On the drive back from a friend’s cabin, on a beautiful pine tree-framed lake, on the edge of Menominee Reservation in Wisconsin, we stop at a casino. Maybe we will have lunch. Play a few slots. We are not gamblers. I have been to Vegas twice, once on the way to somewhere else—neither time did I go for the purpose of gambling.
A lark, we think, the casino in Wisconsin; that is before we see the children waiting outside in the battered station wagon, waiting for their parents inside the casino, their parents who are presumably gambling. I recall the children sitting outside clubs and bars in Kent, Ohio, when I was in my twenties. The children, waiting in the dark neon-lit night, waiting on the sidewalks glittery from mica, waiting with coloring books, waiting for their young parents on the inside, their parents presumably drinking and dancing.
Inside the casino, I don’t see many people who look young enough to be parents of the children outside. I see obese people, people in wheelchairs, stooped people hobbling behind aluminum walkers, gray-haired old ladies, one with an oxygen tank. Many are Native Americans. The room is thick with cigarette smoke. The slots do not entice us. There is nothing decent to eat for lunch, though the casino does give away free coffee and mega-sized waxy paper cups of soda pop. Sugary soda pop. We decide to take a bathroom break and get back on the road.
In the ladies’ room, attached to the wall, is a large Plexiglas container crammed with discarded hypodermic needles, a massive nest of thin steel, glinting, like a cage of strange silver insects. Mechanical praying mantises. On the top of the container is a slot to drop in the needles. Seeing so many homogeneous items together, items usually seen singularly or in small numbers, is disconcerting, like seeing hundreds of oil-coated dead fish on a beach, or the piles and piles of chopped human hair in Holocaust photos.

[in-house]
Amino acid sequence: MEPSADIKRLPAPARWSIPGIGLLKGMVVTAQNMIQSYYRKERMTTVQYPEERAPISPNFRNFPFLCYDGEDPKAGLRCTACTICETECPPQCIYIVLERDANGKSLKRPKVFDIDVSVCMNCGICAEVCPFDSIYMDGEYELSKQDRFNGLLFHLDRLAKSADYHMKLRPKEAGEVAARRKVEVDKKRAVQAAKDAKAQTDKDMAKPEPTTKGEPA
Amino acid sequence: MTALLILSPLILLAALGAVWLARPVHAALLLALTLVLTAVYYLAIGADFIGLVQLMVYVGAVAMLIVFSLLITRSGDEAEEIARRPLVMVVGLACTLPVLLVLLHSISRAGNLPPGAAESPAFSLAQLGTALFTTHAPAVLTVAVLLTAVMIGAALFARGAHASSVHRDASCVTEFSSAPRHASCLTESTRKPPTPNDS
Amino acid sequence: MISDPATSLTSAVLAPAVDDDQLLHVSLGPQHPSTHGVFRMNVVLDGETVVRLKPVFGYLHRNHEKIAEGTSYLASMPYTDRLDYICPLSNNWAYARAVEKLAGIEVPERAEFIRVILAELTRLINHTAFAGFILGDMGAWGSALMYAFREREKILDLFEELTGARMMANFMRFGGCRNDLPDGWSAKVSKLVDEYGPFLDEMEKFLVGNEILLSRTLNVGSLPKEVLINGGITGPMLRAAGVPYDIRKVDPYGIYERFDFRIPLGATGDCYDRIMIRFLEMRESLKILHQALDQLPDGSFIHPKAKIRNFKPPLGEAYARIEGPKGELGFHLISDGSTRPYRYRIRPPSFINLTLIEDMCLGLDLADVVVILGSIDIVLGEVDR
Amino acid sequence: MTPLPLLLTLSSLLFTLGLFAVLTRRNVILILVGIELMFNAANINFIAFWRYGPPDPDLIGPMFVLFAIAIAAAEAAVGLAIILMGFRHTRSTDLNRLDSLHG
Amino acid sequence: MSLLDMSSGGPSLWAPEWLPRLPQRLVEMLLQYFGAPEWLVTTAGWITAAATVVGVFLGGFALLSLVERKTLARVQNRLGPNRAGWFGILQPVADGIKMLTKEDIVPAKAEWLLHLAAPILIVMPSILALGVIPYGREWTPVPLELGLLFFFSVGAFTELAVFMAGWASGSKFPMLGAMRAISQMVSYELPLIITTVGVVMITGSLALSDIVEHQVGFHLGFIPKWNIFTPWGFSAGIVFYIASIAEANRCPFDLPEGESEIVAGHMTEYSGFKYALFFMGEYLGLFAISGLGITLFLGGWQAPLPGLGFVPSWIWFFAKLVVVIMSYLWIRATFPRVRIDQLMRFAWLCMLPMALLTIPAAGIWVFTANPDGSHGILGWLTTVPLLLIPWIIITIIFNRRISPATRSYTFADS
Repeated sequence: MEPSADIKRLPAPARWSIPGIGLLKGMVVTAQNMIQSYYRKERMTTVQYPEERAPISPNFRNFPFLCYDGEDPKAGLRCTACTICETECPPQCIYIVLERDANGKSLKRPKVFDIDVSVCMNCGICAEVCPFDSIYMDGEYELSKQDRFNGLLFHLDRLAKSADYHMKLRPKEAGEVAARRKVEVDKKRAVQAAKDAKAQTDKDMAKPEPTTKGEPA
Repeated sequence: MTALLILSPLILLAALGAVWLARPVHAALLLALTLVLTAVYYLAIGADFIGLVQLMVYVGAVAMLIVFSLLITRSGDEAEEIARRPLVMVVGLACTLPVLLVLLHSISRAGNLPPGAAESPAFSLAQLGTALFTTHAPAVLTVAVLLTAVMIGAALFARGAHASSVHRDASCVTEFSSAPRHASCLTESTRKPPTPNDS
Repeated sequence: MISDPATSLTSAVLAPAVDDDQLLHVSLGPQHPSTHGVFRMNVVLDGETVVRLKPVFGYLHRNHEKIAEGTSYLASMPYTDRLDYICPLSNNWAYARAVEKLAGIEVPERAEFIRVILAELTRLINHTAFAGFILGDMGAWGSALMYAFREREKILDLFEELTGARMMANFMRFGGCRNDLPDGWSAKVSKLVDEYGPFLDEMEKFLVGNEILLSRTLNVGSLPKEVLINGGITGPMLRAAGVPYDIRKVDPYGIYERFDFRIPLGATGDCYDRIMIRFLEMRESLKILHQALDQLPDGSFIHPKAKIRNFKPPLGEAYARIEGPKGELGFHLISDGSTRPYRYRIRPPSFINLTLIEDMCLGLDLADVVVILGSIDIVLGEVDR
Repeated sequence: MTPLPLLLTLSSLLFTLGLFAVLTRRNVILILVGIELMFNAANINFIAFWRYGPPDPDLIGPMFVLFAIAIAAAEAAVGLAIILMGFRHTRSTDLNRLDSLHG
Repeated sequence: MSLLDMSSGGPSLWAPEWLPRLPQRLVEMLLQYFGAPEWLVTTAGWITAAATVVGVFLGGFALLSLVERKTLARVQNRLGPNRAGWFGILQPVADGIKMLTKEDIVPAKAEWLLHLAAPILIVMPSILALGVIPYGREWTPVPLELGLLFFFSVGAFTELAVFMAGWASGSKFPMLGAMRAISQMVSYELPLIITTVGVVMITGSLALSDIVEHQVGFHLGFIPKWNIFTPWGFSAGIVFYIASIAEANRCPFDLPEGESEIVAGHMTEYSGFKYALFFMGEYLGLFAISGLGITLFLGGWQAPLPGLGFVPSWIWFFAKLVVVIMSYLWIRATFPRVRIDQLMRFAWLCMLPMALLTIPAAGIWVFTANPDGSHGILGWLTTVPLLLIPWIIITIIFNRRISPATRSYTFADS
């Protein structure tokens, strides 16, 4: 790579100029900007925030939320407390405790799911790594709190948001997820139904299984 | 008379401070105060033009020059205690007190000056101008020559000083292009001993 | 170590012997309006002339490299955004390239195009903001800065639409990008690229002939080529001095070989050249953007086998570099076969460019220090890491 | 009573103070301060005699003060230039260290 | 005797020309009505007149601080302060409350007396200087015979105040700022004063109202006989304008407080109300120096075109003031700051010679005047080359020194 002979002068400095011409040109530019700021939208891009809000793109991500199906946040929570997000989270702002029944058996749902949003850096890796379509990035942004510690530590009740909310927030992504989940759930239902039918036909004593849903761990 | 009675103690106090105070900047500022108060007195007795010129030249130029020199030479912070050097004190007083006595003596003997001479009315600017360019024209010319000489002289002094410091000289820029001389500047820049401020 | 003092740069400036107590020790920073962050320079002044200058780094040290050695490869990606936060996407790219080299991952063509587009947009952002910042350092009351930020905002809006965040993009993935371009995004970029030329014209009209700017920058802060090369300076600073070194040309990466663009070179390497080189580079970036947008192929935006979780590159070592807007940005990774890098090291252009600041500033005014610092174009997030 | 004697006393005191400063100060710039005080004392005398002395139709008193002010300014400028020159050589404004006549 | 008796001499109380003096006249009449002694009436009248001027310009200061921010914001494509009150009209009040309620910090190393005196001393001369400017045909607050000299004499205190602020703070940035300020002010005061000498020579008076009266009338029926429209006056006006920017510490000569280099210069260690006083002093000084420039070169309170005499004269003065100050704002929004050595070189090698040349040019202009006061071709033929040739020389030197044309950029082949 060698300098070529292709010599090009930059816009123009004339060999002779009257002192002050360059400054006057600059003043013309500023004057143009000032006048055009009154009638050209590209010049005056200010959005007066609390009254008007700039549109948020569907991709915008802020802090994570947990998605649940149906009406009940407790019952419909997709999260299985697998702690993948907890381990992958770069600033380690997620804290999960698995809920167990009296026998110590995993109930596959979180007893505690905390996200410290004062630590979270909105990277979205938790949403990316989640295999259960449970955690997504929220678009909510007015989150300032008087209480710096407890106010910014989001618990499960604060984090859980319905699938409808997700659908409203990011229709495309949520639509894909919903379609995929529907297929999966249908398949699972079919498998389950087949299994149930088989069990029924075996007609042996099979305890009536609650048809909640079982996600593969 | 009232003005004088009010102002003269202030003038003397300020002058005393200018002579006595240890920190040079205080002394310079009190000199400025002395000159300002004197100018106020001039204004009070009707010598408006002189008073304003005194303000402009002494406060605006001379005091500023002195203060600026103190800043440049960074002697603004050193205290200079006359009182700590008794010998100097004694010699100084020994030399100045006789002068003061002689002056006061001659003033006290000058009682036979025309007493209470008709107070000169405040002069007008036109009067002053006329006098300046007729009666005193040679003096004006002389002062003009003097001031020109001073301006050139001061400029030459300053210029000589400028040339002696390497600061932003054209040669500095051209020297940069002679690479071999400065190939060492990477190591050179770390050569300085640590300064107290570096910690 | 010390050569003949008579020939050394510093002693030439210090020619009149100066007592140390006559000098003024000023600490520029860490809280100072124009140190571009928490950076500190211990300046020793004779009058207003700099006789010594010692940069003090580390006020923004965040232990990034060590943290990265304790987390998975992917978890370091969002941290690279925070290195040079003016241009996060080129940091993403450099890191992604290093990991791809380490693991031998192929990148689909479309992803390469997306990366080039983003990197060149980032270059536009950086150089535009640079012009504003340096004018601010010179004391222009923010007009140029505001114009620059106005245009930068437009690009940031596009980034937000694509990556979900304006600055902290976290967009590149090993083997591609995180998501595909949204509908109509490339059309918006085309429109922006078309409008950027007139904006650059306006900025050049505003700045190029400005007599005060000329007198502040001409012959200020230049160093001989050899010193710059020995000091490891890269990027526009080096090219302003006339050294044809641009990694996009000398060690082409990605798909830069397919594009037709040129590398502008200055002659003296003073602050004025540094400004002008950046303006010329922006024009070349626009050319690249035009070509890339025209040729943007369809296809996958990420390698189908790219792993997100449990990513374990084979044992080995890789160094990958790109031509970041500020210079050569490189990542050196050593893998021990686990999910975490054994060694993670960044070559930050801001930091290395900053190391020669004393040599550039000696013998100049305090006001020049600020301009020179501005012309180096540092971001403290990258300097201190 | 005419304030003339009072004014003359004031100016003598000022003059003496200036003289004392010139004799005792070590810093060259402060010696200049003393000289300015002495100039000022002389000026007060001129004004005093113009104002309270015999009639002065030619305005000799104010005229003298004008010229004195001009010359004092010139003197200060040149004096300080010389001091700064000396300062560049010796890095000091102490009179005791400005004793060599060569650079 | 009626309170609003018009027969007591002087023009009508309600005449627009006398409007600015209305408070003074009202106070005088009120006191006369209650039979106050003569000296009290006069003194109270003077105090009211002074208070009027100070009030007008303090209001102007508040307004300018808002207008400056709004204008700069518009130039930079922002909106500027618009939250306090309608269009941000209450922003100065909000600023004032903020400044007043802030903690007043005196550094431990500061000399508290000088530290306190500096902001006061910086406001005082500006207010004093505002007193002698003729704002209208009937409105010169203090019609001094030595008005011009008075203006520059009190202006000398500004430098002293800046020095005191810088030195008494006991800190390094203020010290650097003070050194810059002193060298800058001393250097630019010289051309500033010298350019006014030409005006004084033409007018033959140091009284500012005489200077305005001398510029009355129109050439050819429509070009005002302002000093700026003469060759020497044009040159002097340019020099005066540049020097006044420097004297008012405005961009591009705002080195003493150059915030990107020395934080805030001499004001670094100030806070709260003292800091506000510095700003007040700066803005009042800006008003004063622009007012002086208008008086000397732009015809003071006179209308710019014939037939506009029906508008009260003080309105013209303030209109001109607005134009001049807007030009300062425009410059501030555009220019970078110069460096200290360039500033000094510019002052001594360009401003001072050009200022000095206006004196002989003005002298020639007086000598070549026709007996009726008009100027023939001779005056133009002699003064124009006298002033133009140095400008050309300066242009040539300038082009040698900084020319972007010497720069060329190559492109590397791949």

When I ask, the security guard tells me the container is there so that diabetic customers can treat themselves without needing to leave the casino.
I recall when another friend, Sara, and I landed in Hanoi, tired and confused. We accepted the first offer of a cab for twenty dollars, and got in the white van even as we realized it was not an official cab. We didn’t jump out when an extra man jumped in to ride shotgun. The driver sped off down the highway as his jittery partner, apparently in need of a fix, demanded a toll of $200 each.
We don’t have two hundred dollars.
You have it. We saw you at the cash machine.
Not me, said Sara. True, I was the one who went to the ATM.
We take you to cash machine.
No, I have no money in my account. We are school teachers.
You have money. He twitched, growing more agitated.
We exited the expressway. The driver took us into Hanoi’s dark underbelly, weaving down tight streets, under viaducts. We passed slack-jawed Asians slumped against walls and beggars lying in the gutter. I gave the junkie all my money. He looked at Sara.
How you pay for fancy hotel?
We work for the government, said Sara. We came to see the schools. The government paid for our hotel.
I wondered how she came up with that. The men seemed to consider her statement. The driver did a quick turn and spun up a ramp, taking us back among tall buildings. The van careened through the packed and steamy city, people so crowded into buses that their facial features were lost in the fog of one another’s hot breath, making the long bus windows look like jars crammed with cocktail onions. The driver dropped us off a few blocks from our hotel, leaving us to drag our bags toward its neon welcome.
The next day, I recall wide walls of motorcycles and scooters at a large intersection, like swarms of buzzing giant flies ready to collide.
I link arms with Sara, and we take the chance. Closing our eyes, we step off the curb.
Garnett Kilberg Cohen has work forthcoming in Fifth Wednesday and Confrontation. She has published two collections of short stories; the most recent How We Move the Air, was a SPD best-seller. Some of her awards include a Notable Essay citation from Best American Essays 2011, the Crazyhorse National Fiction Prize (2004); and four awards from the Illinois Council of the Arts, including a 2001 Illinois Arts Council Individual Artist’s Fellowship for prose. Her essays and short stories have appeared in many publications, including American Fiction, Ontario Review, TriQuarterly, The Antioch review, Alaska Quarterly Review, The Literary Review, Descant, The Roanoke Review, The Nebraska Review, The Antioch Review and many others. Garnett currently directs the Creative Writing—Nonfiction B.A. Program at Columbia College Chicago.